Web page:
The study published in the journal Hearing Research found that rats treated with N-acetylcysteine, or NAC, did not suffer from platinum-induced ototoxicity, or hearing loss, caused by a widely used chemotherapeutic agent known as cisplatin.
Cisplatin, or CDDP, is a platinum-based compound used in chemotherapy for head and neck cancer. But it causes progressive, irreversible hearing loss, reducing patients' quality of life and forcing doctors to use lower, less-effective doses of the drug.
"It affects about a third of all children with cancer in the United States, not just those with brain tumors," said study co-author Edward Neuwelt, M.D., professor of neurology and neurological surgery, OHSU School of Medicine, and the Portland Veterans Affairs Medical Center. He also directs OHSU's Blood-Brain Barrier Program. "It's a big problem."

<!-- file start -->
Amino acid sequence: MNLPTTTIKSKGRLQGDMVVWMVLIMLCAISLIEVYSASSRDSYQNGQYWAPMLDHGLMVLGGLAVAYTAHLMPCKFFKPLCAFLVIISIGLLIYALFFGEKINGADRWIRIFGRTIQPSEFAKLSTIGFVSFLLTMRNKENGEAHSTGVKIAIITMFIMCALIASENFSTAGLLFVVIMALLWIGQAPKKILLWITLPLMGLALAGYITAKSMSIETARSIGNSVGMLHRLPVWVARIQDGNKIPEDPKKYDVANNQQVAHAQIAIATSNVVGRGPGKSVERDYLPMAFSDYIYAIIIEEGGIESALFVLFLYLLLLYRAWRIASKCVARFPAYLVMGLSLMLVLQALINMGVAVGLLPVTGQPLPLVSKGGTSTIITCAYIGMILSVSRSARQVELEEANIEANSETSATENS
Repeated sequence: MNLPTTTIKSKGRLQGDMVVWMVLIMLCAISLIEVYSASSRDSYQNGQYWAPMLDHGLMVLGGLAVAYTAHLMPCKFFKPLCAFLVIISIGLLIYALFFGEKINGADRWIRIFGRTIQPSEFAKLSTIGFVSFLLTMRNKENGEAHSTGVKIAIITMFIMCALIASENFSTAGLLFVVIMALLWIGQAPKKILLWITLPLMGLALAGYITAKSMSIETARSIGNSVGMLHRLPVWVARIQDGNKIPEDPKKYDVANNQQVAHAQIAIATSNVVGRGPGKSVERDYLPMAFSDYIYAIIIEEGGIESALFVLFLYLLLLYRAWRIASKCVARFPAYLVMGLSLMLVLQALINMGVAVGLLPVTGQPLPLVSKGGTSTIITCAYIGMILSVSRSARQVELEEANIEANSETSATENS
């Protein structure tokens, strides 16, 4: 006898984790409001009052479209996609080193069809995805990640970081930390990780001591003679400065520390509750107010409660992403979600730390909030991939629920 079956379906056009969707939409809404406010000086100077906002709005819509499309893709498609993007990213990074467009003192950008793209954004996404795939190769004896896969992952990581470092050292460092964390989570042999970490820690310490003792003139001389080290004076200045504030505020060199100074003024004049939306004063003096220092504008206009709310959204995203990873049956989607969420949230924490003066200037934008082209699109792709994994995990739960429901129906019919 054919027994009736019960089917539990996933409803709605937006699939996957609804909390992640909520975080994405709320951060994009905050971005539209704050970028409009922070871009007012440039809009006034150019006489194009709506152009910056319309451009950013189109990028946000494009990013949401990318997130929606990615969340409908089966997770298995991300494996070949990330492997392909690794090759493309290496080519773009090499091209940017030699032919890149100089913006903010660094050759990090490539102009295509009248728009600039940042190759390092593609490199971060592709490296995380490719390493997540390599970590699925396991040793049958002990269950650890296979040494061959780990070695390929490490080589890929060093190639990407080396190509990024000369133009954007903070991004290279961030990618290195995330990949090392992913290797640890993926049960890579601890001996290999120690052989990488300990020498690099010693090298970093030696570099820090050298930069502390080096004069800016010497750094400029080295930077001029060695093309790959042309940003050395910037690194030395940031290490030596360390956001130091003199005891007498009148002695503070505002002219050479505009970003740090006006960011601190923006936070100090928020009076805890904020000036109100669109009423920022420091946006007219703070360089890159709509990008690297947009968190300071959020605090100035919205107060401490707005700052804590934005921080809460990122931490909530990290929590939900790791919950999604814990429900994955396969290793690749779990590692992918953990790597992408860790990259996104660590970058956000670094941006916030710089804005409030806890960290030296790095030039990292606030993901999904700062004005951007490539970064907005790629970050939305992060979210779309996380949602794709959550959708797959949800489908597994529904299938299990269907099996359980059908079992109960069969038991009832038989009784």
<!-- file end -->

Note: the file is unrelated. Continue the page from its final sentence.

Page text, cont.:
The study's lead author, D. Thomas Dickey, D.V.M., research instructor in neurology, OHSU School of Medicine, called ototoxicity "one of the main dose-limiting factors in giving cisplatin."
"Cisplatin is given a lot. It's been around a long time, and it's very effective. But it's very toxic," Dickey said.
Cisplatin is administered intravenously to slow or stop the growth of cancer cells. In addition to head and neck cancers, the drug is used to treat cervical carcinoma, lung cancer, neurologic cancers and a wide variety of other malignancies. But it injures hair cells of the cochlea, the spiral, inner-ear structure containing thousands of tiny hair cells that vibrate in response to sound waves.
"These hair cells are often destroyed," Dickey said. "It starts at the outer edge and moves in. Once it happens, it's progressive -- it gets worse and worse -- and it's permanent."